Many of the firms with substantial gains in 1999 saw their assets grow as the result of acquisitions.
Banco Bilbao Vizcaya, Madrid, and Deutsche Bank AG, Frankfurt,
for example, saw assets under management jump 199% and 134%, respectively, as a result of acquisitions.
BBV spent much of 1999 on the acquisition trail, merging with Argentaria SA, Madrid, to form Banco Bilbao Vizcaya Argentaria; and snapped up Corporacion Bancaria de Espana SA, Madrid, and Grupo Financiero Bancomer, Mexico City. The deals catapulted BBV to No. 89 with $103 billion under management. In 1998's rankings, the firm weighed in 169th with assets under management of $34 billion.
Deutsche's acquisition of Bankers Trust Co, New York, took effect in 1999, bumping the group to seventh place with assets under management of $589 billion. In 1998, Deutsche ranked No. 27 with assets of $252 billion; and Bankers Trust was 13th with $361 billion in assets under management, meaning the combined figure represented a 4% decline.
Lloyds TSB, London, also saw assets manage decline after the mid-1999 announcement it would merge subsidiaries Scottish Widows Investment Management Ltd., Edinburgh, and Hill Samuel Asset Management, London, a change that took effect this year. The announcement led to considerable changes in personnel at both Hill Samuel and Scottish Widows, and both started losing mandates soon after the announcement.
With Hill Samuel focused on internal restructuring, Lloyds slipped to No. 98 from No. 72 in 1998. Assets under management fell 9% to $93 billion by the end of 1999. But Scottish Widows grew 9% during the year to $59 billion.
"This is where it is so important to have a proper integration strategy," said Mr. Robinson.
In contrast, some large independents such as Fidelity; The Capital Group Cos. Inc., Los Angeles, which saw assets under management increase 28%; and Baillie Gifford & Co., Edinburgh, which grew by 43%, were able to strengthen their positions simply through organic growth.
These firms' attractiveness to clients and increase in funds under management likely lay in their relative internal stability, said Mr. Robinson.
"If you have a good brand name and are a clearly independent money manager that is not undergoing internal change, then you are going to do well," he said.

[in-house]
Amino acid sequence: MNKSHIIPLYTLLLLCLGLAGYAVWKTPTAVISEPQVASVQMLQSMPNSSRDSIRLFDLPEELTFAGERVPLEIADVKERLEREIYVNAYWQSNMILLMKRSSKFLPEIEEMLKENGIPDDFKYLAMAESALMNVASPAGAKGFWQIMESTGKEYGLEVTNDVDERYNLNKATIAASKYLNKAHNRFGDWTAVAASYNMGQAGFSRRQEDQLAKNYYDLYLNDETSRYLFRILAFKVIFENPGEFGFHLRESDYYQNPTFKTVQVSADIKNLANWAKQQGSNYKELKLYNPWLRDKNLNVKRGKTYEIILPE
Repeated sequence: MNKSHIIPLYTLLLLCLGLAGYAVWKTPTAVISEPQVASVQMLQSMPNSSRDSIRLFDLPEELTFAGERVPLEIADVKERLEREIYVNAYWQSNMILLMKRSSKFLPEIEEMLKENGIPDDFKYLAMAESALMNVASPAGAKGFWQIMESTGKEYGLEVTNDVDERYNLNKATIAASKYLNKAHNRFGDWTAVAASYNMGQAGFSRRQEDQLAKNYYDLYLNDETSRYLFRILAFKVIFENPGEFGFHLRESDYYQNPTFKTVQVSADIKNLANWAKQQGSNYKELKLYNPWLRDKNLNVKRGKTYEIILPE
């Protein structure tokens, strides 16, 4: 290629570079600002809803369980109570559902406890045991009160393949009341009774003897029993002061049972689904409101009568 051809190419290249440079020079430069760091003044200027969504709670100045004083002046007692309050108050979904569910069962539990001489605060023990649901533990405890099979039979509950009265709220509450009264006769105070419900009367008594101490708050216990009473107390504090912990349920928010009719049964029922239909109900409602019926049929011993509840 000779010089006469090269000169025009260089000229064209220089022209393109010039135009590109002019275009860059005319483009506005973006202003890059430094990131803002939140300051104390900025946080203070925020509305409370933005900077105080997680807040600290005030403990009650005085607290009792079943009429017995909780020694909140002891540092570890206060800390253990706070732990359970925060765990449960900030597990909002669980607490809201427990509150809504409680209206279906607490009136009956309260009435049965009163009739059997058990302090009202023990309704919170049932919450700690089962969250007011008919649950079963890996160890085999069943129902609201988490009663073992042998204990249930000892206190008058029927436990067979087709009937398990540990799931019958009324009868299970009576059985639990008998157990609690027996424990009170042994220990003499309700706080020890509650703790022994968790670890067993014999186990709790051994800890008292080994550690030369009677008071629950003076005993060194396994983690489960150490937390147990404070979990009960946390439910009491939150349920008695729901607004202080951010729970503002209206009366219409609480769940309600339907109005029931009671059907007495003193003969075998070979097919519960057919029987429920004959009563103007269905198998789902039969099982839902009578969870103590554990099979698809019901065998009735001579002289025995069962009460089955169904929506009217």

But mergers and acquisitions thinned the ranks of medium-sized independent firms that were particularly vulnerable to takeover, Mr. Robinson said.
The acquisition of independent firm Stewart Ivory & Co. Ltd., Edinburgh, helped send Colonial Ltd., Melbourne, Australia, skittering up the rankings to 134th place from No. 259 in 1998, with $57.4 billion under management, a 178% increase over the firms' 1998 totals.
AXA SA, Paris, moved up one position to fourth after acquiring Guardian Royal Exchange Group, London. AXA reported a 17% increase in assets over the amount reported by the two firms as of year-end 1998.
Prudential PLC, London, moved to 28th from 35th place in 1998 following its acquisition of M&G Investment Management Ltd., London. Prudential gained 10% over the combined assets the two firms reported in 1998.
Newly formed Chuo Mitsui Trust and Banking, Tokyo, ranked 27th with $272 billion in assets under management as of March 31.
Changes in Japan
Last year saw a considerable shake-up in the Japanese money management industry through mergers and acquisitions; and a closer scrutiny of many of the groups' figures led to a shake-up in the rankings.
The Japanese assets may have been flattered by the relative strength of the yen against the dollar during 1999. The yen strengthened by 10% against the dollar between Dec. 31, 1998, and Dec. 31, 1999.
Japan's largest money manager, Nippon Life Insurance Co., Osaka, slipped 2% to 21st place with assets under management of $347 billion in 1999, from 15th in 1998, as foreign competition eroded market share. Zenkyoren, Tokyo, similarly slipped 1% to $276 billion, falling to 26th position from 22nd in 1998.
A number of large Anglo-American money managers were able to secure market share at the expense of local money managers, and almost one-third of new mandates from Japanese institutions went to non-domestic managers last year. "Unlike in many other markets, a foreign brand name is a positive advantage in Japan," said Mr. Robinson. "This is a market that is changing more than any other."